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Canadaby Richard Ford
Synopses & Reviews
The only writer ever to win both the Pulitzer Prize and Pen/Faulkner Award for a single novel (Independence Day) Richard Ford follows the completion of his acclaimed Bascombe trilogy with Canada.
After a five-year hiatus, an undisputed American master delivers a haunting and elemental novel about the cataclysm that undoes one teenage boy's family, and the stark and unforgiving landscape in which he attempts to find grace.
A powerful and unforgettable tale of the violence lurking at the heart of the world, Richard Ford's Canada will resonate long and loud for readers of stark and sweeping novels of American life, from the novels of Cheever and Carver to the works of Philip Roth, Charles Frazier, Richard Russo, and Jonathan Franzen.
"The first novel in six years from Pulitzer Prize winner (for Independence Day) Ford is a tragic rural farrago composed of two awkwardly joined halves. In the late 1950s, in Great Falls, Mont., teenage twins Dell and Berner Parson have different concerns: Berner's is whether to run away with her boyfriend; Dell's is chess and beekeeping. Their comically mismatched parents — rakish, smalltime schemer Bev and brooding, Jewish Neeva — have problems beyond a joyless union. Bev's stolen beef scheme goes awry, leaving him owing his Cree Indian accomplices. In desperation he robs a bank, roping his wife into the crime, and Dell, peering back much later, chronicles every aspect of the intricate but misguided plan, which left his parent incarcerated and he and Berner alone. Berner runs away, and Dell ends up in the care of a shady family friend at a hunting lodge in Canada, living an even more barren and lonely existence than he had in Great Falls. The book's first half has the makings of a succinct rural tragedy, but Dell's inquisition of the past is so deliberate that it eventually moves from poignant to played out. The Canadian section has a mythic strangeness, but adds little, as Dell remains a passive witness to the foolhardy actions of adults. A book from Ford is always an event and his prose is assured and textured, but the whole is not heavily significant. Agent: Amanda Urban, ICM." Publishers Weekly Copyright PWxyz, LLC. All rights reserved.
"One of his generation's most eloquent voices." Michiko Kakutani, New York Times
"One of the finest curators of the great American living museum." Washington Post Book World
"A triumph of voice....The writing...is spare, but heartbreaking." USA Today
"A magnificent work of Montana gothic that confirms his position as one of the finest stylists and most humane storytellers in America...Ford has left the suburbs of New Jersey two thousand miles away and delivered his most elegiac and profound book." Washington Post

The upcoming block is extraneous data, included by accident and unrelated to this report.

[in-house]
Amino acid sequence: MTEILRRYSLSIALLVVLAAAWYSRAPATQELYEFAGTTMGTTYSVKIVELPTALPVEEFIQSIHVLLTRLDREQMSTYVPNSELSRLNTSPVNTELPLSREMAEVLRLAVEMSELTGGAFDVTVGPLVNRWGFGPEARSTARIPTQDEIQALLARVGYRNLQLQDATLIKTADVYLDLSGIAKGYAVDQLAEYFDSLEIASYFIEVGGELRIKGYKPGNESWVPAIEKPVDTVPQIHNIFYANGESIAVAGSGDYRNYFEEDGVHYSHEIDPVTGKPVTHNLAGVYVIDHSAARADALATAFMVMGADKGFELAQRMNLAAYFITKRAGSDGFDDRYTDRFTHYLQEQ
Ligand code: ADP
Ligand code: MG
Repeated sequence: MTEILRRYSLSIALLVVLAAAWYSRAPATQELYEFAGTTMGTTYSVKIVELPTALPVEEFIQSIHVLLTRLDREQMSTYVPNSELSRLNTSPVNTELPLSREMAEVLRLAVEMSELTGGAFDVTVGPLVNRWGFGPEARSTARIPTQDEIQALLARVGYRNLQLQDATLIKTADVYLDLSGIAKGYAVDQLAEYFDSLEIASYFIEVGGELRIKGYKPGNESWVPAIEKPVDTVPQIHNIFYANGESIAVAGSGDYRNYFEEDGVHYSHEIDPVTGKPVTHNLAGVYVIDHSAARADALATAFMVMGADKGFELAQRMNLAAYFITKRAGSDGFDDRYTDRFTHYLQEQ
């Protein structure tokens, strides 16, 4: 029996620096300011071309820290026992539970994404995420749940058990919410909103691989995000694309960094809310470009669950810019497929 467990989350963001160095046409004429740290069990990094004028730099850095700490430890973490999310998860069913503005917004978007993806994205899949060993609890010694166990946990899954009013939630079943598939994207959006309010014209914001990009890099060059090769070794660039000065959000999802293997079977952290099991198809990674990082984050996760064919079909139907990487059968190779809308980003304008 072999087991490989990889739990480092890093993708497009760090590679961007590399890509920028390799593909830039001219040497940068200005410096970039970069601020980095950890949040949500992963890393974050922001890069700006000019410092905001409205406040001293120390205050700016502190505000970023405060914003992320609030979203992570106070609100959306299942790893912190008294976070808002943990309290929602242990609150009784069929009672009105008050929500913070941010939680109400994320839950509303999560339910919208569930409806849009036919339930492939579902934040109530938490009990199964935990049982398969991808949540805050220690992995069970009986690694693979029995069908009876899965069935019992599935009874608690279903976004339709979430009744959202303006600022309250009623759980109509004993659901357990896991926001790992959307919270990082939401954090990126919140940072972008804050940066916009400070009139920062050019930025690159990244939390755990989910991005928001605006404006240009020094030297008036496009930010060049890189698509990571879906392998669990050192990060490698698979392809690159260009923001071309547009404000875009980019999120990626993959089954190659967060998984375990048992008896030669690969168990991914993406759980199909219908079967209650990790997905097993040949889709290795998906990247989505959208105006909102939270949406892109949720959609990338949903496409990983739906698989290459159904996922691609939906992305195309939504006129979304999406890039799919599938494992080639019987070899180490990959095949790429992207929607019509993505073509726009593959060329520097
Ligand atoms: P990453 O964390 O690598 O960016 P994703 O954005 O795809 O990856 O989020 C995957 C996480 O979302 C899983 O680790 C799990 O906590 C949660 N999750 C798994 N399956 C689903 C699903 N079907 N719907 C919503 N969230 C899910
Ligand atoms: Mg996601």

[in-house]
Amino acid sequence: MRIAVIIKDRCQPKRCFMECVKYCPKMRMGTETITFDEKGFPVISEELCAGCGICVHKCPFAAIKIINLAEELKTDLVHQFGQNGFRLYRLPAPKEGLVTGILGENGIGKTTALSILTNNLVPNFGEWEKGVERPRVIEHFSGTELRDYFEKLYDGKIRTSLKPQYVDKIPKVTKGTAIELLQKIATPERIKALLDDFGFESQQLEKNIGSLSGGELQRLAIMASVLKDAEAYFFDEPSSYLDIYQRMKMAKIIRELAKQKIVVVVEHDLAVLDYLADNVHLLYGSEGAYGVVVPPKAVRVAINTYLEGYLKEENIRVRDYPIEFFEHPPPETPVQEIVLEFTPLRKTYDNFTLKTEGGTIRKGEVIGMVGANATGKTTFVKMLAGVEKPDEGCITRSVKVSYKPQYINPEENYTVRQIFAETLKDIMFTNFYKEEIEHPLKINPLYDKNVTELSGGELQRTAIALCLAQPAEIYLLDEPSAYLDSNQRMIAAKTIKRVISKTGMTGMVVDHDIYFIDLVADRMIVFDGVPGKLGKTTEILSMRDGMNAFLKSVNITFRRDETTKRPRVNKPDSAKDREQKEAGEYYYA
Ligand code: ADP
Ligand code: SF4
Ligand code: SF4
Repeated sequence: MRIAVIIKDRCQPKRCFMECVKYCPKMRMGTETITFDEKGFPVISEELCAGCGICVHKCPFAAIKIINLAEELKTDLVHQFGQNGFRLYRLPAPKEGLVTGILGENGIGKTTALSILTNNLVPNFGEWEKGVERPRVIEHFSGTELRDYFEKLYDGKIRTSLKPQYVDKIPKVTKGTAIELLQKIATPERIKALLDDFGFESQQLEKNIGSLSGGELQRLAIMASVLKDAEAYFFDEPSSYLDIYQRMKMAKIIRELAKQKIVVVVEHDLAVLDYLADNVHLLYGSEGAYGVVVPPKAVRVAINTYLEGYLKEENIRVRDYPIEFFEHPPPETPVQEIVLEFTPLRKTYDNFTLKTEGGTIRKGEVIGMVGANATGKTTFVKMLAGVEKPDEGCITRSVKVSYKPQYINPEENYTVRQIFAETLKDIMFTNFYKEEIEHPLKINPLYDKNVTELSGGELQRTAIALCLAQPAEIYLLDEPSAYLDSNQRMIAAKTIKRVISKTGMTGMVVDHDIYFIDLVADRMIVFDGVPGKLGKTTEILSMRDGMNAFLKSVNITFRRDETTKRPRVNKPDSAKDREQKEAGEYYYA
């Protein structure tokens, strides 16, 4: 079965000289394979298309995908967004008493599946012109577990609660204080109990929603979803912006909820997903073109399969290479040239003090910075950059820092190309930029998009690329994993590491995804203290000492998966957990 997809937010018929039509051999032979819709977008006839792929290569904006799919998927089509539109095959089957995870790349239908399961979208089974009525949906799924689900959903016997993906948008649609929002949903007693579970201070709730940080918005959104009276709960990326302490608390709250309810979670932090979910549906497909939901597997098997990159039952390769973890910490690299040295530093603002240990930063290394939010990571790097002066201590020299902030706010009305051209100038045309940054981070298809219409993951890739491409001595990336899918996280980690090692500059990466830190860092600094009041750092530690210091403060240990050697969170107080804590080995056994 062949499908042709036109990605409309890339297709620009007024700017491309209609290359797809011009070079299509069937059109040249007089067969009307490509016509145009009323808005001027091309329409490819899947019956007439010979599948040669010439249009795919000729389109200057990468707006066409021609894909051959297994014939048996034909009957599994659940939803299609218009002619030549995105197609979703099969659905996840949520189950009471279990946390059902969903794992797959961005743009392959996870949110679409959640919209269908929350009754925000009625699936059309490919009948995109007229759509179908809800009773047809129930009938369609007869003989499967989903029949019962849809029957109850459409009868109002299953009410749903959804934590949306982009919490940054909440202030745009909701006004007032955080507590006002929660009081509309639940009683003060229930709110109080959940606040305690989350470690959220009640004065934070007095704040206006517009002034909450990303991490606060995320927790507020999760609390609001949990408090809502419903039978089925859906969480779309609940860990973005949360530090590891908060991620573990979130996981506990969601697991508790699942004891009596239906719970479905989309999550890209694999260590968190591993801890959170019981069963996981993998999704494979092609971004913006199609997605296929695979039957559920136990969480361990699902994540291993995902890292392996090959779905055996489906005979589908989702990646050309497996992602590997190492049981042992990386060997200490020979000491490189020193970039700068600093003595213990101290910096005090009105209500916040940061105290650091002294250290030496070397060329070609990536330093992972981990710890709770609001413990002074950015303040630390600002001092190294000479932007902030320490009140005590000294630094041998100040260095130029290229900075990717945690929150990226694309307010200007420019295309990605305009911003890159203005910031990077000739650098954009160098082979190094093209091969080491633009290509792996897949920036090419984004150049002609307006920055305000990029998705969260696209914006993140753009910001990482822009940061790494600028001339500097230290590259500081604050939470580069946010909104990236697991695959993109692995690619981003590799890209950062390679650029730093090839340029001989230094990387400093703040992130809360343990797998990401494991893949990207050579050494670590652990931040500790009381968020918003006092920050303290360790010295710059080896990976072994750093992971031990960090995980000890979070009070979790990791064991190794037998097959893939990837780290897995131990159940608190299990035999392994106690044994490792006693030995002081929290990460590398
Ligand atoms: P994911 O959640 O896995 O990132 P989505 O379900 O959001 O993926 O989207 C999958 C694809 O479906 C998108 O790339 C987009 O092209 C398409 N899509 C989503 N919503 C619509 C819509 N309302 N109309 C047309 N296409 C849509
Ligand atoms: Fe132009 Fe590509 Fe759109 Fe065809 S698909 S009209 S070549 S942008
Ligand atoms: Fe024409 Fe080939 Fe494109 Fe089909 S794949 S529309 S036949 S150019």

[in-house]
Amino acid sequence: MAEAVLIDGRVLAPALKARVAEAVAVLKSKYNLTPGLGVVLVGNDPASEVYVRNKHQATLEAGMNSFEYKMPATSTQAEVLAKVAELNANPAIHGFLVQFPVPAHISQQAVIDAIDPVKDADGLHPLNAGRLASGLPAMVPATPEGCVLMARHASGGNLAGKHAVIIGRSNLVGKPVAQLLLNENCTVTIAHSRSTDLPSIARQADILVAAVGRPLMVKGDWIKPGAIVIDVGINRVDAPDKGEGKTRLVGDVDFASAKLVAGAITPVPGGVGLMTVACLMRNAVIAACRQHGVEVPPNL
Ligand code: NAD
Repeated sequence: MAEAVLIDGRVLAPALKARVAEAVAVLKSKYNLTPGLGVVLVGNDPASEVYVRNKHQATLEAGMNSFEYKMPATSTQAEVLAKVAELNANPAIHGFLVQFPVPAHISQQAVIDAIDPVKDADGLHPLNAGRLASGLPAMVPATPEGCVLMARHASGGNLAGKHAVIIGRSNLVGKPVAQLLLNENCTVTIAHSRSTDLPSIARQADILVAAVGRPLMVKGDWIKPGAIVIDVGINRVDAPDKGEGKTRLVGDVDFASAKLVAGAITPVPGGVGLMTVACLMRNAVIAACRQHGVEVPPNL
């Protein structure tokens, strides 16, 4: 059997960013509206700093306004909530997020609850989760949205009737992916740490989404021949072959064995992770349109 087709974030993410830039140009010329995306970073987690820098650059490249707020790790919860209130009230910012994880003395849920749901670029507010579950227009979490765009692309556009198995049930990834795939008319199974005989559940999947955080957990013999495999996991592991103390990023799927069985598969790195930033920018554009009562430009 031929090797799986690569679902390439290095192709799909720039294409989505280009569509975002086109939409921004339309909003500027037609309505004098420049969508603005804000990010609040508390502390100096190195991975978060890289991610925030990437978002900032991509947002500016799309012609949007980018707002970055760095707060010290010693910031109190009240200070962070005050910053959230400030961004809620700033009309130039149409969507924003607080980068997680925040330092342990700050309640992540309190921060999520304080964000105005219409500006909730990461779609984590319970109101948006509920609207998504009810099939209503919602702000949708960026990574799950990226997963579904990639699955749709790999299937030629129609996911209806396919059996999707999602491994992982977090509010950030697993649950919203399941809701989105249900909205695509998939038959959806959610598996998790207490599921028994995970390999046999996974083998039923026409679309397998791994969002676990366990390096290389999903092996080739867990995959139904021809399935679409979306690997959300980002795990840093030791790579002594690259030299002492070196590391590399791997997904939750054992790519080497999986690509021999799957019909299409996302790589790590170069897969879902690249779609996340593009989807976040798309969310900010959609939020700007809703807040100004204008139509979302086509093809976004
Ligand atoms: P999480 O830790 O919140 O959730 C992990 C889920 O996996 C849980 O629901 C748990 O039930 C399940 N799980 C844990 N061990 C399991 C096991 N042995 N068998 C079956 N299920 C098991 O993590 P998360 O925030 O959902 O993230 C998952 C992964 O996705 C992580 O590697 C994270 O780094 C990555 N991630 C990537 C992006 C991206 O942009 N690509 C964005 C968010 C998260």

"[R]obust and powerful...tap[s] into something momentous and elemental about the profound moral chaos behind the actions of seemingly responsible people....By depicting tragedies without deep roots in reason or purpose, Mr. Ford has dramatized the frightening discovery of the world's anarchic heart." Wall Street Journal
"Richard Ford returns with one of his most powerful novels yet...Ford has never written better....Canada is Richard Ford's best book since Independence Day, and despite its robbery and killings it too depends on its voice, a voice oddly calm and marked by the spare grandeur of its landscape." Daily Beast
"Told in Ford's exquisitely detailed, unhurried prose...Ford is interested here in the ways snap decisions can bend life in unexpected directions....Canada's characters grapple with this in very different ways, and the answers they come up with define the rest of their lives, along with this quietly thoughtful book." Entertainment Weekly
"First, I'll tell about the robbery our parents committed. Then about the murders, which happened later."
Then fifteen-year-old Dell Parsons' parents rob a bank, his sense of normal life is forever altered. In an instant, this private cataclysm drives his life into before and after, a threshold that can never be uncrossed.
His parents' arrest and imprisonment mean a threatening and uncertain future for Dell and his twin sister, Berner. Willful and burning with resentment, Berner flees their home in Montana, abandoning her brother and her life. But Dell is not completely alone. A family friend intervenes, spiriting him across the Canadian border, in hopes of delivering him to a better life. There, afloat on the prairie of Saskatchewan, Dell is taken in by Arthur Remlinger, an enigmatic and charismatic American whose cool reserve masks a dark and violent nature.
Undone by the calamity of his parents' robbery and arrest, Dell struggles under the vast prairie sky to remake himself and define the adults he thought he knew. But his search for grace and peace only moves him nearer to a harrowing and murderous collision with Remlinger, an elemental force of darkness.
A true masterwork of haunting and spectacular vision from one of our greatest writers, Canada is a profound novel of boundaries traversed, innocence lost and reconciled, and the mysterious and consoling bonds of family. Told in spare, elegant prose, both resonant and luminous, it is destined to become a classic.
About the Author
Richard Ford is one of America's most lauded literary figures. Winner of both the PEN/Faulkner Award and the Pulitzer Prize for his novel Independence Day, Ford is also the author of The Sportswriter, The Lay of the Land, and the story collections Rock Springs and Women with Men. He is editor of several anthologies, including The Granta Book of the American Long Story and Best American Short Stories 1990. He lives in East Boothbay, Maine.
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